Passing an argument as 'const '

Hello, developers.

Today, I have a question about passing an arguments to a kernel.

When my kernel receives an integer as ‘const int’, what actually happens when the kernel is built ?

__global__ my_kernel(float *src, float *dst, const int a) 



  dst[xx] = src[xx]  + a ;


I mean… Is it optimized out in compilation if the value of argument does not change ?

Or, is it treated as a variable in the global memory ?

See the ptx code to be sure about how this is handled…!

Sorry to ask but I’m learning CUDA and couldn’t find a way to see how that kind of variables are treated…can you tell me?

Arguments to global functions are passed via shared memory for devices with compute capability 1.x, and are passed via constant memory for device with compute capability 2.x. See section D.2.4.1 of the CUDA C Programming Guide. This is independent of any attributes applied to kernel arguments. The qualifier “const” in CUDA has the same semantics it has in C/C++, namely “read only”.

Whether the compiler can make any use of the additional information supplied by the use of the “const” qualifier or the “restrict” attribute for optimization purposes depends on numerous factors, and is not something that is architecturally defined. My personal philosophy is to supply the compiler with as much information as possible; even if it cannot take advantage of that information today, it may do so in the future.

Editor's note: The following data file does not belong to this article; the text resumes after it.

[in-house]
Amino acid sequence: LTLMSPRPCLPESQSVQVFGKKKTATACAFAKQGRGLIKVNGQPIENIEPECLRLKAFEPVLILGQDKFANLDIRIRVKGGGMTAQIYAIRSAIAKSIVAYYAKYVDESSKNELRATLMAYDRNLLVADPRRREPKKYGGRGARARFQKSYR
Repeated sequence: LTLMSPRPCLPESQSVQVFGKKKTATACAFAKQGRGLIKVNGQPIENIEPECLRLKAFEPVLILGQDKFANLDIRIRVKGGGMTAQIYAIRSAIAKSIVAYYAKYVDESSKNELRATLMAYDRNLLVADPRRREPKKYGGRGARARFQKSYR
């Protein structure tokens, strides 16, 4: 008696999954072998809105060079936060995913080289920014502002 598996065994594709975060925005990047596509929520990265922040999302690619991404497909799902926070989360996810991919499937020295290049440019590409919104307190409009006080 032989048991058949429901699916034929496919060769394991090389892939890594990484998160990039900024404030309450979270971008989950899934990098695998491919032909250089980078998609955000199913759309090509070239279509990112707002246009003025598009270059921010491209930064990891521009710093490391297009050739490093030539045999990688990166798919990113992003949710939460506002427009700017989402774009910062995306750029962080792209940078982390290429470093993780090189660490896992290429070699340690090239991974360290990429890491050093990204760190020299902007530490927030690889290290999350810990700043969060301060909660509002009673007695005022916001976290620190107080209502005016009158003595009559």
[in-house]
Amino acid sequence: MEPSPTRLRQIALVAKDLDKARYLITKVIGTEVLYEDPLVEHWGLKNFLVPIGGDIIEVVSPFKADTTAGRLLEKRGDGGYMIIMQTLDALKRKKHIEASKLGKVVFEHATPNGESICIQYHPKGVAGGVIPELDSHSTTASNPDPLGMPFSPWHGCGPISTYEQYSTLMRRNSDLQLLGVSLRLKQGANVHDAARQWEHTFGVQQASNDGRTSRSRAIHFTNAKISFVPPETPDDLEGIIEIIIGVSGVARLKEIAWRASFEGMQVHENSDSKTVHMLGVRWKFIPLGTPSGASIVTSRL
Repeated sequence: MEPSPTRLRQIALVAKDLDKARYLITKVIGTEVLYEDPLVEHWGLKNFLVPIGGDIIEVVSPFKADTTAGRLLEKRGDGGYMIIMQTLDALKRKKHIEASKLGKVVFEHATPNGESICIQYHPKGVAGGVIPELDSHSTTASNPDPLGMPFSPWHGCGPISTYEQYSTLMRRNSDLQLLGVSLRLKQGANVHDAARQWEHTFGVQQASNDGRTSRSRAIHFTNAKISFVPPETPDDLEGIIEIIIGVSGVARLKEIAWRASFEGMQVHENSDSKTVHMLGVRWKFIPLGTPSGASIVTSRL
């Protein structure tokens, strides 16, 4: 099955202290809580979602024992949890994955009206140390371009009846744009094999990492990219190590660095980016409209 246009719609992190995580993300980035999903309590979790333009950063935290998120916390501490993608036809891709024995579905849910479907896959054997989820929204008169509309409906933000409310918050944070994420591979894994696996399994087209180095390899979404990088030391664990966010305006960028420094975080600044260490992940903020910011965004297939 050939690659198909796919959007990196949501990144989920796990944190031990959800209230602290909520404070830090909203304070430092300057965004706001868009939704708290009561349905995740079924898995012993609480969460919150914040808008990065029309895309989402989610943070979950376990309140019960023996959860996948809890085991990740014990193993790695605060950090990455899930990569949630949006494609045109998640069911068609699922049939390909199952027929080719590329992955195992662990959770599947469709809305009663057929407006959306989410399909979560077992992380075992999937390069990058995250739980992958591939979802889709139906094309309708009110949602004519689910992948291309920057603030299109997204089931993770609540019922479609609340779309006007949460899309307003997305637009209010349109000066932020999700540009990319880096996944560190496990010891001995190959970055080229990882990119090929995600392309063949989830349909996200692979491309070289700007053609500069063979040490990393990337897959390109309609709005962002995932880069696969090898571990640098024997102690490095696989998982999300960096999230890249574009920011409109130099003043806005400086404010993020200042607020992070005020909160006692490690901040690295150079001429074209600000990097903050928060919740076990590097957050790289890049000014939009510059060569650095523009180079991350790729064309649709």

I see little practical use in applying the “const” qualifier to scalar variables, its primary utility is for pointer arguments where the intention inside the function is to only ever read through a particular pointer. Many examples of this can be found among the function prototypes of various standard C/C++ functions, for example strcpy().

As an extension to standard C/C++, CUDA offers the constant qualifier. Section B.2.2 of the CUDA C Programming Guide describes its sematics.

Marking the argument as [font=“Courier New”]const[/font] is a hint to the compiler that you do not intend to change the argument inside the kernel and thus any (accidental) manipulation of its value leads to an error from the compiler.

It should not make a difference for optimization as the compiler relies on its own analysis for that.

[font=“Courier New”]nvcc -ptx[/font] if your question is how to see the PTX code.